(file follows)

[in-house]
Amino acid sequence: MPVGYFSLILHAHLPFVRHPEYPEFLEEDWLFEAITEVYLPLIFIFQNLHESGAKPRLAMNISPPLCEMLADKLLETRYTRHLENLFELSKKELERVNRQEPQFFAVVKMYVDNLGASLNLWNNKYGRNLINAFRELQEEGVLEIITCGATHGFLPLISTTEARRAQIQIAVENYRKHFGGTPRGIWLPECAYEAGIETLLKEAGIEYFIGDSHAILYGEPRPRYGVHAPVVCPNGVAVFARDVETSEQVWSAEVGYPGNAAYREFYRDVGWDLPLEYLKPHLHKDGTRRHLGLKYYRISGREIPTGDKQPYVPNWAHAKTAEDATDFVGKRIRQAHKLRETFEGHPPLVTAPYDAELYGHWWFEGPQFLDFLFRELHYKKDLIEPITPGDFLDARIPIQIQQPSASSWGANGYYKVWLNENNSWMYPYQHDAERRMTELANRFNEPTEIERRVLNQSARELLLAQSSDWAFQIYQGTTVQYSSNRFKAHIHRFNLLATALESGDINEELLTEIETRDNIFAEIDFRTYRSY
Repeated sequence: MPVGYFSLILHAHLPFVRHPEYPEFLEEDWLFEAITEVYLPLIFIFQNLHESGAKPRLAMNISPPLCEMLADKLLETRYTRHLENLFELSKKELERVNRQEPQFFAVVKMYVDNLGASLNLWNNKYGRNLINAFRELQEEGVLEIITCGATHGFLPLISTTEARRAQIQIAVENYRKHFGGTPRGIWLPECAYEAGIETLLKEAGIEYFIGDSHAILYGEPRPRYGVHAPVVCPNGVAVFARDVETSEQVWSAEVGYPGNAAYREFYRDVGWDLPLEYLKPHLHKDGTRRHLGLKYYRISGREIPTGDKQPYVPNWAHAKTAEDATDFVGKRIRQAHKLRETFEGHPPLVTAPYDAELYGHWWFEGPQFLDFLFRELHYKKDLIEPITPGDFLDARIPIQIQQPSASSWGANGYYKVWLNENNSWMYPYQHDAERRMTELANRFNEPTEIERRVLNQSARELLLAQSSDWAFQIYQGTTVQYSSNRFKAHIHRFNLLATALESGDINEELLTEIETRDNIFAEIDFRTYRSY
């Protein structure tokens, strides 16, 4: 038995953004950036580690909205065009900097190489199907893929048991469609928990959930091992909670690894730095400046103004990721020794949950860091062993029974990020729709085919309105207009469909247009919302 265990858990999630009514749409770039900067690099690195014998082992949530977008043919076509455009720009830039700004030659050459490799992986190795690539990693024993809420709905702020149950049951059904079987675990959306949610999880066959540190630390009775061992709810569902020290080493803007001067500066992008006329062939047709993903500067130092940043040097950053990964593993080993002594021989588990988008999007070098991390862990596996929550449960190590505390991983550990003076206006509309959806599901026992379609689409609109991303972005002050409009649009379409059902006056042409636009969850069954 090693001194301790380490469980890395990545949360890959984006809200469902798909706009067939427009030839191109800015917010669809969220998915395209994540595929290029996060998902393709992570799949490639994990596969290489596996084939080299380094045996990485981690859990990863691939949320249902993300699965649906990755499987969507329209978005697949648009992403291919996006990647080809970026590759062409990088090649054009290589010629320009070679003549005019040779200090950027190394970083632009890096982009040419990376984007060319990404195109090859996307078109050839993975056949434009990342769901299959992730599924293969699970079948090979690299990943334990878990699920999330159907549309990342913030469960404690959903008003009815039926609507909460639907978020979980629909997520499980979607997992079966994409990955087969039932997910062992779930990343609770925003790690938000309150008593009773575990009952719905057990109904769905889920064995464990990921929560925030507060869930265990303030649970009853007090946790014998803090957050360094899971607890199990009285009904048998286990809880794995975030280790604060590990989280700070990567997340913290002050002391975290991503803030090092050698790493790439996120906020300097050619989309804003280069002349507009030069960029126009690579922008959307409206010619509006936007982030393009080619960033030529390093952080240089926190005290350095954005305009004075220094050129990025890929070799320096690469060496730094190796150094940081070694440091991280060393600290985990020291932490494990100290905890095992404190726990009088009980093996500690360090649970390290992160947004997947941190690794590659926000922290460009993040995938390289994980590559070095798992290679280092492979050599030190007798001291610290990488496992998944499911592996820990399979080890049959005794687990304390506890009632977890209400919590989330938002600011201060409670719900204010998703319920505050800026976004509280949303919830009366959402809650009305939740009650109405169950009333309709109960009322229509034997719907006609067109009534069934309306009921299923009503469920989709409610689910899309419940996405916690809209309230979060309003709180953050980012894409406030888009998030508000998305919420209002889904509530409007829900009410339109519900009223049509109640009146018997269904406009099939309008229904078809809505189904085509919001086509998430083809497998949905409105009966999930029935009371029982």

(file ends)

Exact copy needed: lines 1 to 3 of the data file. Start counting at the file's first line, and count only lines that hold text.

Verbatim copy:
[in-house]
Amino acid sequence: MPVGYFSLILHAHLPFVRHPEYPEFLEEDWLFEAITEVYLPLIFIFQNLHESGAKPRLAMNISPPLCEMLADKLLETRYTRHLENLFELSKKELERVNRQEPQFFAVVKMYVDNLGASLNLWNNKYGRNLINAFRELQEEGVLEIITCGATHGFLPLISTTEARRAQIQIAVENYRKHFGGTPRGIWLPECAYEAGIETLLKEAGIEYFIGDSHAILYGEPRPRYGVHAPVVCPNGVAVFARDVETSEQVWSAEVGYPGNAAYREFYRDVGWDLPLEYLKPHLHKDGTRRHLGLKYYRISGREIPTGDKQPYVPNWAHAKTAEDATDFVGKRIRQAHKLRETFEGHPPLVTAPYDAELYGHWWFEGPQFLDFLFRELHYKKDLIEPITPGDFLDARIPIQIQQPSASSWGANGYYKVWLNENNSWMYPYQHDAERRMTELANRFNEPTEIERRVLNQSARELLLAQSSDWAFQIYQGTTVQYSSNRFKAHIHRFNLLATALESGDINEELLTEIETRDNIFAEIDFRTYRSY
Repeated sequence: MPVGYFSLILHAHLPFVRHPEYPEFLEEDWLFEAITEVYLPLIFIFQNLHESGAKPRLAMNISPPLCEMLADKLLETRYTRHLENLFELSKKELERVNRQEPQFFAVVKMYVDNLGASLNLWNNKYGRNLINAFRELQEEGVLEIITCGATHGFLPLISTTEARRAQIQIAVENYRKHFGGTPRGIWLPECAYEAGIETLLKEAGIEYFIGDSHAILYGEPRPRYGVHAPVVCPNGVAVFARDVETSEQVWSAEVGYPGNAAYREFYRDVGWDLPLEYLKPHLHKDGTRRHLGLKYYRISGREIPTGDKQPYVPNWAHAKTAEDATDFVGKRIRQAHKLRETFEGHPPLVTAPYDAELYGHWWFEGPQFLDFLFRELHYKKDLIEPITPGDFLDARIPIQIQQPSASSWGANGYYKVWLNENNSWMYPYQHDAERRMTELANRFNEPTEIERRVLNQSARELLLAQSSDWAFQIYQGTTVQYSSNRFKAHIHRFNLLATALESGDINEELLTEIETRDNIFAEIDFRTYRSY